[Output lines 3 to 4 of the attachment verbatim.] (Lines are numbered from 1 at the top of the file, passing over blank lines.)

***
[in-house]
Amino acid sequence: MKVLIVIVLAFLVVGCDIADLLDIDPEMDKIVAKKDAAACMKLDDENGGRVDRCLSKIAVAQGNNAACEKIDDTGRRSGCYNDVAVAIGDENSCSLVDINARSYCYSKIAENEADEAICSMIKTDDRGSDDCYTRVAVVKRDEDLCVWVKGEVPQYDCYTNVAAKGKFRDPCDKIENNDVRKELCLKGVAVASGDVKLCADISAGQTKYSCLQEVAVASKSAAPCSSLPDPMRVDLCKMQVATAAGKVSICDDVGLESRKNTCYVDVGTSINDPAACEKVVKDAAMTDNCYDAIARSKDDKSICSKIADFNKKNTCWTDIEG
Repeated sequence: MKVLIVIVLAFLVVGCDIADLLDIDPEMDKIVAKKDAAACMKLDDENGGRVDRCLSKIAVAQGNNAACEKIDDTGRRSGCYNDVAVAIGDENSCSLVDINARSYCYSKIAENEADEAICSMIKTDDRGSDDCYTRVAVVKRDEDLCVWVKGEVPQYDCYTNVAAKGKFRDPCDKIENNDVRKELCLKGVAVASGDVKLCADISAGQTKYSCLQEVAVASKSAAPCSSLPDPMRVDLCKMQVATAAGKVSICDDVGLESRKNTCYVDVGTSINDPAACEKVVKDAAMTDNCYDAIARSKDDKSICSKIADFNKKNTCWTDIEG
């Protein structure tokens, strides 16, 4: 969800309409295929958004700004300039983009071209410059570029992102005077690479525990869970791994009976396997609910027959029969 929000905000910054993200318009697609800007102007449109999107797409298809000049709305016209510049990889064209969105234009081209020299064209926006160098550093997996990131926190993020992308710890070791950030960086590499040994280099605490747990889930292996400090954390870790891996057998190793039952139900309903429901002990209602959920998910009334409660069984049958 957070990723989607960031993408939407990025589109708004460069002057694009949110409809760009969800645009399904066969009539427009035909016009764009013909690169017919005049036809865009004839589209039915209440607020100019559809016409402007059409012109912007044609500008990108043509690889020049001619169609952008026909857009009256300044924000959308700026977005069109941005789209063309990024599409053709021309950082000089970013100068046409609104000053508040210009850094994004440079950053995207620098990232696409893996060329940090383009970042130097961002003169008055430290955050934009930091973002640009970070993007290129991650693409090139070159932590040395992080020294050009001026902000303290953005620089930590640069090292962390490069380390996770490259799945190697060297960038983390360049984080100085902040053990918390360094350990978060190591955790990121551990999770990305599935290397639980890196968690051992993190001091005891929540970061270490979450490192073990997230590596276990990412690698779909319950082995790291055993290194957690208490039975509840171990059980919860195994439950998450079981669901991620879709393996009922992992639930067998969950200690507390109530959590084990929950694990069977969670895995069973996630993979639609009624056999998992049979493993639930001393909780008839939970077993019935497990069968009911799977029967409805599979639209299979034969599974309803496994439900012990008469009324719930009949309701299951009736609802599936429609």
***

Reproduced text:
Repeated sequence: MKVLIVIVLAFLVVGCDIADLLDIDPEMDKIVAKKDAAACMKLDDENGGRVDRCLSKIAVAQGNNAACEKIDDTGRRSGCYNDVAVAIGDENSCSLVDINARSYCYSKIAENEADEAICSMIKTDDRGSDDCYTRVAVVKRDEDLCVWVKGEVPQYDCYTNVAAKGKFRDPCDKIENNDVRKELCLKGVAVASGDVKLCADISAGQTKYSCLQEVAVASKSAAPCSSLPDPMRVDLCKMQVATAAGKVSICDDVGLESRKNTCYVDVGTSINDPAACEKVVKDAAMTDNCYDAIARSKDDKSICSKIADFNKKNTCWTDIEG
């Protein structure tokens, strides 16, 4: 969800309409295929958004700004300039983009071209410059570029992102005077690479525990869970791994009976396997609910027959029969 929000905000910054993200318009697609800007102007449109999107797409298809000049709305016209510049990889064209969105234009081209020299064209926006160098550093997996990131926190993020992308710890070791950030960086590499040994280099605490747990889930292996400090954390870790891996057998190793039952139900309903429901002990209602959920998910009334409660069984049958 957070990723989607960031993408939407990025589109708004460069002057694009949110409809760009969800645009399904066969009539427009035909016009764009013909690169017919005049036809865009004839589209039915209440607020100019559809016409402007059409012109912007044609500008990108043509690889020049001619169609952008026909857009009256300044924000959308700026977005069109941005789209063309990024599409053709021309950082000089970013100068046409609104000053508040210009850094994004440079950053995207620098990232696409893996060329940090383009970042130097961002003169008055430290955050934009930091973002640009970070993007290129991650693409090139070159932590040395992080020294050009001026902000303290953005620089930590640069090292962390490069380390996770490259799945190697060297960038983390360049984080100085902040053990918390360094350990978060190591955790990121551990999770990305599935290397639980890196968690051992993190001091005891929540970061270490979450490192073990997230590596276990990412690698779909319950082995790291055993290194957690208490039975509840171990059980919860195994439950998450079981669901991620879709393996009922992992639930067998969950200690507390109530959590084990929950694990069977969670895995069973996630993979639609009624056999998992049979493993639930001393909780008839939970077993019935497990069968009911799977029967409805599979639209299979034969599974309803496994439900012990008469009324719930009949309701299951009736609802599936429609």